An Anchorage woman accused of murdering her infant son by starving him to death has made a deal with prosecutors and pleaded guilty
to criminally negligent homicide.
Raena Miranda, 28, was sentenced to four years in prison
on Nov. 18 for the April 2008 death of her son, 4-month-old Julian.
Miranda, who had a history with the state Office of Children's Services dating back years
, was charged with second-degree murder in late 2008. But the medical examiner concluded the boy died of natural causes with no signs of physical abuse.
Miranda's family says she did not kill her baby.
Miranda's mother, Laura Itta, said she doesn't know why the baby failed to thrive but believes he was weak from a change in diet. "Raena shouldn't have taken the plea deal," she said outside the courtroom.
But police say Miranda, who had a drug abuse problem, neglected her baby. They say Miranda wasn't feeding him, and that she left his feeding to his 5- and 7-year-old siblings
. Miranda even taught the children to prop up the bottle so the baby didn't need to be hand-fed.
According to prosecutors, Julian was born an average size but weighed 8 pounds
at his death.
The medical examiner concluded the baby died of "interstitial pneumonitis,"
an umbrella term for lung diseases caused by a host of things including exposure to dust, poison, fumes or drugs, according to a state doctor not involved in the case.
A contributing factor to the baby's death was the baby's inability to process a certain kind of fatty acid, but it was not clear from the public records which fatty acid or how severe the baby's disorder was.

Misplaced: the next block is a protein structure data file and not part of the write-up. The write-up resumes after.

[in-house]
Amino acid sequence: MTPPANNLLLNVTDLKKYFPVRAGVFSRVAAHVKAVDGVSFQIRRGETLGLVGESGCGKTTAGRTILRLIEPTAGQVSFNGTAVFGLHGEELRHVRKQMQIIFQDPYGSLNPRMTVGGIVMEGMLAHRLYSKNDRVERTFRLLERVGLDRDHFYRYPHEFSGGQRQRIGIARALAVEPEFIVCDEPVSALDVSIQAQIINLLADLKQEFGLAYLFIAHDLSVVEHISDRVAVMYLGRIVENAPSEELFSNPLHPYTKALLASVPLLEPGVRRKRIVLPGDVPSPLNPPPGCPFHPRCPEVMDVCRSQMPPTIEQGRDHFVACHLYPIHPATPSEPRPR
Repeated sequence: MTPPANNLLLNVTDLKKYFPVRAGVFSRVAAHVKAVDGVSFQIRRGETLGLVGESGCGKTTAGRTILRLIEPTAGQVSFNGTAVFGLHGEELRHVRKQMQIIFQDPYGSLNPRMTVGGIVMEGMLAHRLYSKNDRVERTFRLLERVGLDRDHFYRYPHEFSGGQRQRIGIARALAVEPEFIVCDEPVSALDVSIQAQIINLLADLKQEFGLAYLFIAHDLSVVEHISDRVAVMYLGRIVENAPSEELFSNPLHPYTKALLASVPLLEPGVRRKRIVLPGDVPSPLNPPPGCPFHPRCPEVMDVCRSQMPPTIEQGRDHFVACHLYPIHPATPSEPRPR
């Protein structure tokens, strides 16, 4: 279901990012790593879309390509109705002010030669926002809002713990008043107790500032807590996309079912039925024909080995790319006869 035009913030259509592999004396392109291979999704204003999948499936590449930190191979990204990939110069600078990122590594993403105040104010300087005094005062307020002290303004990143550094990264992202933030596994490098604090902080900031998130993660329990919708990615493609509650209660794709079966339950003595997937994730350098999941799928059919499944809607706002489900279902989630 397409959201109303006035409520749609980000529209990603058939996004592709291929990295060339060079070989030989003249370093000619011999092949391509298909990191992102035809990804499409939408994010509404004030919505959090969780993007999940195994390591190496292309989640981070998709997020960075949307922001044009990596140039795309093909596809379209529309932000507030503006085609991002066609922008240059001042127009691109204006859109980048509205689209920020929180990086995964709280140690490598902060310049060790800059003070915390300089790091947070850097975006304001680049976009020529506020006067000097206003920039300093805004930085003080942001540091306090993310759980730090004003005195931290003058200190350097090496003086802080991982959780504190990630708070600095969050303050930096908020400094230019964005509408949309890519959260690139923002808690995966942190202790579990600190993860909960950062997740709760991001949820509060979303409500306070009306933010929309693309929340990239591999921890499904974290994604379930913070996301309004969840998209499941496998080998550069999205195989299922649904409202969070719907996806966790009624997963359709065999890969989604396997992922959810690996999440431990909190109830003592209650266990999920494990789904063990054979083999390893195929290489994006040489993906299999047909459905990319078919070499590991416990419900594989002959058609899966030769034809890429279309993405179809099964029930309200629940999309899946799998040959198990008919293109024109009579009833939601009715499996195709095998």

The Office of Children's Services would not provide details but gave a broad outline of its interventions with Miranda.
Starting in 2005, OCS intervened four times
, including three times that the children were taken into custody because of the mother's drug abuse or the kids not having a caretaker
, according to Mike Lesmann, OCS community relations manager.
The last time the state agency saw Julian was on April 3, 2008, when it handed the baby back over to his mother after his father was arrested on a drunk driving charge. The baby died 11 days later.
One of OCS's earlier interventions was in January 2008, when a hospital notified the state that Julian was born with methamphetamine in his system
, according to court and state records.
At the time of the baby's death, his siblings also tested positive for methamphetamine
, meaning they had recently been in close proximity to the drug, Stanton said.
The 7-year-old had not been attending school regularly.
"Things just kept mounting and mounting and mounting," Stanton said of the police's six-month investigation. "We had enough of all these circumstantial things that would override 'natural causes' as a cause of death. Hopefully, if this did go to jury trial, the citizens of Anchorage would see the photos of Julian and say, 'No. This isn't right.' "
Two of Julian's siblings, now 6 and 8, suffer from depression and anxiety disorders from witnessing the death of their brother, according to their therapists in court affidavits. Both know their mother has blamed them for the death of the baby
, for not feeding him properly.
Six months ago, OCS filed a termination of Miranda's parental rights. After prison, she will not be allowed unsupervised contact with children under 16 years old for three years, according to her sentence.